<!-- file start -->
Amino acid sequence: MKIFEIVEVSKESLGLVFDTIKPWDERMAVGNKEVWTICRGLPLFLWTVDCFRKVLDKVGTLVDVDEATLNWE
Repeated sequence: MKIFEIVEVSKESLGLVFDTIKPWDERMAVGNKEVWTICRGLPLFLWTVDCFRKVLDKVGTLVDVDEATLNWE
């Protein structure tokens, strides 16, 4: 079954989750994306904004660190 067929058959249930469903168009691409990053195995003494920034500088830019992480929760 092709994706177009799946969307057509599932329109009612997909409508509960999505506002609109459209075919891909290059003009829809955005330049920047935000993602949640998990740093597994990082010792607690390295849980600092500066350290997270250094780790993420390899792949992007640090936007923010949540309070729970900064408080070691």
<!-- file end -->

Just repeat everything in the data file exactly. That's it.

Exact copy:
Amino acid sequence: MKIFEIVEVSKESLGLVFDTIKPWDERMAVGNKEVWTICRGLPLFLWTVDCFRKVLDKVGTLVDVDEATLNWE
Repeated sequence: MKIFEIVEVSKESLGLVFDTIKPWDERMAVGNKEVWTICRGLPLFLWTVDCFRKVLDKVGTLVDVDEATLNWE
């Protein structure tokens, strides 16, 4: 079954989750994306904004660190 067929058959249930469903168009691409990053195995003494920034500088830019992480929760 092709994706177009799946969307057509599932329109009612997909409508509960999505506002609109459209075919891909290059003009829809955005330049920047935000993602949640998990740093597994990082010792607690390295849980600092500066350290997270250094780790993420390899792949992007640090936007923010949540309070729970900064408080070691």